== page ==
BY Todd Dybas 10:44AM 03/24/2011

Expectations are up, results should be for Huskies

Romar’s program on the right path toward NCAA upper tier.

Washington coach Lorenzo Romar is still working toward the biggest breakthrough for the Huskies' basketball program / Drew Sellers, Sportspress Northwest

It would be fair for Washington head coach Lorenzo Romar to go into his bad-call tantrum arsenal in response to postseason rumblings.

He could hear, “Why don’t they run more plays?” and respond with hands on his hips, suit coat blasted back, and indignant visage.

He could hear, “When are they going to get past the Sweet 16?” and go to the fist throw, half twirl that usually doesn’t show until a dubious call during Pac-10 play.

He could hear, “When will these guys win something?” and go to the double-foot stomp, the pinnacle of Romar’s demonstrative disagreements with a referee.

Or simply, he could respond by asking the depth of memory belonging to the questioner.

That person must not recall the women’s team giving the men’s a run in attendance numbers not long ago. The lack of recruits. The lack of buzz. The losing.

From 2000-2003, the Huskies were an abomination. Bob Bender’s final three years combined with Romar’s first produced 41 wins. Washington won 48 games total the following two years. Things were fixed, and fixed fast.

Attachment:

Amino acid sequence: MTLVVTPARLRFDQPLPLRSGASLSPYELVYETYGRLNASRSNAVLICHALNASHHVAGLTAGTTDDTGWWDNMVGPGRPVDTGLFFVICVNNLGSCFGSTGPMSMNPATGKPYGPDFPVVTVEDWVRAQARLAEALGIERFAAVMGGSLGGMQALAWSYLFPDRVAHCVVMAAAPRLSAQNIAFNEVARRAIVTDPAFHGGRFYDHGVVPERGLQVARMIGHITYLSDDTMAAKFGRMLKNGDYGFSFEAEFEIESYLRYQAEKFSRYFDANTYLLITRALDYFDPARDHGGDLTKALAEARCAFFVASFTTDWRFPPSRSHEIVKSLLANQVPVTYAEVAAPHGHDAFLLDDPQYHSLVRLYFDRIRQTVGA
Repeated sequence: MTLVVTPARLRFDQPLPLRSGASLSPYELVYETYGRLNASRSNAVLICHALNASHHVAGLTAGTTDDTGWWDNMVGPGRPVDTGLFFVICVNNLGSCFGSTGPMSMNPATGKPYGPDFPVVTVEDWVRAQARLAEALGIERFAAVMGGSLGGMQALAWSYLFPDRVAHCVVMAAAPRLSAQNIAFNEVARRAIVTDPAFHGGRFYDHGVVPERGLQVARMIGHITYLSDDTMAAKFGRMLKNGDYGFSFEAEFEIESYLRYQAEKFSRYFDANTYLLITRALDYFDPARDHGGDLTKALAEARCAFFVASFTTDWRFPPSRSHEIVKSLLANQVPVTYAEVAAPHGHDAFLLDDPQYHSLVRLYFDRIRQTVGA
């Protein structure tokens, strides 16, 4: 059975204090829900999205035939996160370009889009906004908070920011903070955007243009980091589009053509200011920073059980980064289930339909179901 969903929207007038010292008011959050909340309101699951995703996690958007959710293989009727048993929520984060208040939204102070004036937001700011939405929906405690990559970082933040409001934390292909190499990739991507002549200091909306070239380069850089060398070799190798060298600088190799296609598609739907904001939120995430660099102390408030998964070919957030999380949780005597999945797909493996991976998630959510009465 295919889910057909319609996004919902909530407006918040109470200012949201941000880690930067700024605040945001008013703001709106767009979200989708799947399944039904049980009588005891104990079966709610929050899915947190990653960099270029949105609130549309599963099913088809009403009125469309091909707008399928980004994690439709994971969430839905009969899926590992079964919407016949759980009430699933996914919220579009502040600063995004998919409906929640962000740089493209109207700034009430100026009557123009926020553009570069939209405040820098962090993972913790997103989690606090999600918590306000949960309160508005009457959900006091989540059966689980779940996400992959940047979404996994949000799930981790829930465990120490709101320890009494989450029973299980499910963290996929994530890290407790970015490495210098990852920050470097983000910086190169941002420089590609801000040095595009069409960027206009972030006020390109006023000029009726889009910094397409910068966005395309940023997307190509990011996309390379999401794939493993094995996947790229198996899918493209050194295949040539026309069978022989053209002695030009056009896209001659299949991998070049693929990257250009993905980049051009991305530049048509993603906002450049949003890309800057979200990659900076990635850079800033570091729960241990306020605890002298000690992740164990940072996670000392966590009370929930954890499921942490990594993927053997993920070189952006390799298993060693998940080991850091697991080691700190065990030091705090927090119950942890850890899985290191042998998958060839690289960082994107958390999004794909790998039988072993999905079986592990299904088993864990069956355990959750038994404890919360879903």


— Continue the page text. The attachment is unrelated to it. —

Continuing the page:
To dismiss what Romar has already done by lamenting what he has not is short-sighted and lacks comprehensive thought, though that’s how discussion often operates.

The construction of mystique is an ongoing process that does not come without high-end and prolonged winning. Few, like Kentucky, Indiana, UCLA and last Sunday’s opponent, North Carolina, can claim that prominent position that comes with winning legacy in college basketball.

This is Washington. It has just one Final Four appearance that came almost 60 years ago. Just two retired jerseys. Just now a program developing panache.

The criticism that the program has peaked under this coach, this good recruiter who can’t drag his charges past the mid-level of success, is another indicator of success. The selfish immediacy demanded in sports only escalates when something is actually being done.